The night of that LA “Slave Auction,” April 10, 1976, Davis arrested approximately forty gay personalities and stars including Drummer’s first editor in chief Jeanne Barney, Drummer’s first publisher John Embry, porn legend Val Martin, and director of Born to Raise Hell, Terry LeGrand.

They were charged and here’s a pattern! with breaking the 14th Amendment to the US Constitution forbidding slavery. Invoking an antique law twenty-eight years later (2004) was the same way that then Massachusetts governor Mitt Romney denied gay marriage in his state to people who did not reside in Massachusetts.

The LAPD asked Jeanne Barney if she was a real woman and she answered, “Honey, if I were a drag queen, I’d have bigger tits.”

The way John Embry, ever ambiguous, handled the advertising, charged for the event, and changed his story about the nature of this event (was it for charity or was he charging admission for profit?) had played into Davis’ hands. Whatever happened, this raid drove Drummer to San Francisco to escape Davis’s clutches the way that Jews fled Hitler.

One cannot help but remember that the inspiring text for gays in the 1970s was the iconic, political, and sexually liberating film Cabaret (1972) which as a 1960s Broadway musical initiated an equation between Nazi Germany and Fascist America beyond, I think, even what Christopher Isherwood intended in what he called his Berlin Stories which were Herr Issyvoo’s combination of his two short novels, Mr. Norris Changes Trains (1935) and Goodbye to Berlin (1939).

His autobiography, Christopher and His Kind (1977), was a gay best seller at the same time I became editor in chief of Drummer and Christopher and His Kind colored the way many participants felt about the Drummer salon and its kind.

Sprung from Isherwood via Kander and Ebb, the Weimar musical Cabaret dramatized how 1970s San Francisco mirrored 1930s Berlin: decadent, dazzling, diverse, doomed.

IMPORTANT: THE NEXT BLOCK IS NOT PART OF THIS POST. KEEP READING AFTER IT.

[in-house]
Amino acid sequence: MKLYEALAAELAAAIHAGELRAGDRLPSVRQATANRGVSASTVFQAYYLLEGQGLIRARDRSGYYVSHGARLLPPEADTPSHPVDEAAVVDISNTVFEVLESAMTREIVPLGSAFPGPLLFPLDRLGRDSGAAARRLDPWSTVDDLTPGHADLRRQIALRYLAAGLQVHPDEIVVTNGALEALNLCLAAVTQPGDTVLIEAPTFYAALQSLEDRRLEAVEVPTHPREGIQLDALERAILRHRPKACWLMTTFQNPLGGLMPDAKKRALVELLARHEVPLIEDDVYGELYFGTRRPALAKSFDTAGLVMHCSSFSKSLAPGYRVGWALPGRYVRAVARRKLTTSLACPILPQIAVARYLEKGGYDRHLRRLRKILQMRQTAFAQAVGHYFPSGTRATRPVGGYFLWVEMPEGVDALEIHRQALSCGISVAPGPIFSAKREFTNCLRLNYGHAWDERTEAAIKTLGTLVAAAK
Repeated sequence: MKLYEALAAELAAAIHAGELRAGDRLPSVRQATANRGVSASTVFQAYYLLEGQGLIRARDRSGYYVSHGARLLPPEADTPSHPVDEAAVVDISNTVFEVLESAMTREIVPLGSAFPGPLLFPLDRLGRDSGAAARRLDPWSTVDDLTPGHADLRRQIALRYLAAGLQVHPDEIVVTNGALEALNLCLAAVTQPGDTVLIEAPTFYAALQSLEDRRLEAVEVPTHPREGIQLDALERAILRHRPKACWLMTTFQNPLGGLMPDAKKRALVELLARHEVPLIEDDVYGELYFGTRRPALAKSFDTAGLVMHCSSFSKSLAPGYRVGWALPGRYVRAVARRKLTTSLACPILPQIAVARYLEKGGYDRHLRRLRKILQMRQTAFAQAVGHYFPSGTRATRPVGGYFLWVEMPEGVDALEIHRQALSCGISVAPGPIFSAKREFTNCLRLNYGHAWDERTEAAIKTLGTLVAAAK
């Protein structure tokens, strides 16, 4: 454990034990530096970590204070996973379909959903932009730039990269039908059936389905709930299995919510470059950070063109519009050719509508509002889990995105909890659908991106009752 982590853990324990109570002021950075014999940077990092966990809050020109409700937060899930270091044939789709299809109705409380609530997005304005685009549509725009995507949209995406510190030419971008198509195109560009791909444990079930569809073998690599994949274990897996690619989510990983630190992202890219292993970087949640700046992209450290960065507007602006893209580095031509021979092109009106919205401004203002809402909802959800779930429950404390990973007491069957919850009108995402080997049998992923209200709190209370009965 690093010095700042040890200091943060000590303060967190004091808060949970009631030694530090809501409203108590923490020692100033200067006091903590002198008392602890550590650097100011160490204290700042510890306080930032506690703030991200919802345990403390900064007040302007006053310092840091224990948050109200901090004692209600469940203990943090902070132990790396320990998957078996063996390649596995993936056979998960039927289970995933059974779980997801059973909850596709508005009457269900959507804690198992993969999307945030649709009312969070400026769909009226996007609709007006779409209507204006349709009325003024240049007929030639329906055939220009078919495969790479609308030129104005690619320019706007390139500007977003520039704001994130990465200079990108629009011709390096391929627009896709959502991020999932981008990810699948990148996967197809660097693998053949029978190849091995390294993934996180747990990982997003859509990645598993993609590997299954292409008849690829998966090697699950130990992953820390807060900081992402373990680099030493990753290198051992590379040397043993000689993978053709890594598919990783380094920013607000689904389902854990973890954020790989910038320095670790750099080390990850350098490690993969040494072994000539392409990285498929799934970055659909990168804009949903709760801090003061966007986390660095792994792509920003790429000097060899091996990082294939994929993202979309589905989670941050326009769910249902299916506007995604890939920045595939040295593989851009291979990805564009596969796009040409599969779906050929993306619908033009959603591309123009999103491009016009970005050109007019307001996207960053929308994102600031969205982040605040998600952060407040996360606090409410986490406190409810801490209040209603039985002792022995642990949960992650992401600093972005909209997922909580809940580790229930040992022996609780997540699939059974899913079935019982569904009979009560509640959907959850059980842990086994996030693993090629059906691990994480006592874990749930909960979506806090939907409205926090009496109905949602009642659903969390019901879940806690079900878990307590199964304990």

Following the exodus of Drummer out of LA by only a few months, Robert Opel (the performance artist and Drummer contributor who had streaked the 1974 Academy Awards) fled to San Francisco after he was arrested by Davis for indecent exposure when Opel protested nude inside a courtroom against the censorious legislating away of Los Angeles’ nude beaches.

Opel was murdered in San Francisco on July 8, 1979, 1) only eight months after Harvey Milk was assassinated, 2) six weeks after the White Night Riot, and 3) only five weeks after Opel appeared in his own performance art in the wide-open UN Plaza in front of City Hall where he had protested the jury’s soft “Twinkie Defense” verdict that had pillowed rather than pilloried assassin Dan White.

At high noon, in the Gay Parade crowds, Opel had costumed himself as “Gay Justice,” and, brandishing a gun, he “executed” a fellow actor costumed in white as the former policeman-fireman-and-conservative-politician “Dan White” who in his own private Fascism had shot both Milk and the liberal Mayor George Moscone. I created an entire section around Opel’s life and murder in Some Dance to Remember, Reel Three. I think Opel’s death less than four years after Pasolini’s fits a pattern, especially factoring in the bass-boom archetypal 1936 death of Federico Garcia Lorca shot, literally up the ass, by Fascists. The leftist poet Lorca was, like Pasolini and Opel, masculine-identified, and evinced the roots of his homomasculinity in his “Ode to Walt Whitman.”

The rumor that Pasolini’s murderer was an operative of darker political forces is exactly what I was once told about Opel’s murderer. On March 4, 1990 at a San Francisco cocktail party for a hundred men in uniform, a man pulled Mark Hemry and me from the gay chatter to a dark stairwell, and, because, he said, I had been the editor in chief of Drummer he had a story to tell us....

Let me ask you to sit on the ground in a circle as I tell the sad deaths of queens.

I wrote this Salo review because immediately post-Watergate and post-Vietnam all of us gays could feel the hate explode in the American air; gains we had made after Stonewall were beginning to be attacked by the fundamentalist religious right.

I thought Salo was a convenient pop hook on which I could hang some of our gay angst while at the same time I mobilized Drummer readers by showing them that what they could take from Salo was not just S&M but also political rage against what all we leather hippies accused much of the establishment: Fascism.

Besides, “Gowns and Uniforms” were in the air. (“Gowns and Uniforms” is my code phrase for the modern anti-Nazi genre of movies nostalgic for World War II.) A year after this Pasolini essay was published, the Museum of Modern Art in 1979 hosted a “Fascism and Gays” symposium in which gay historian Martin Duberman participated.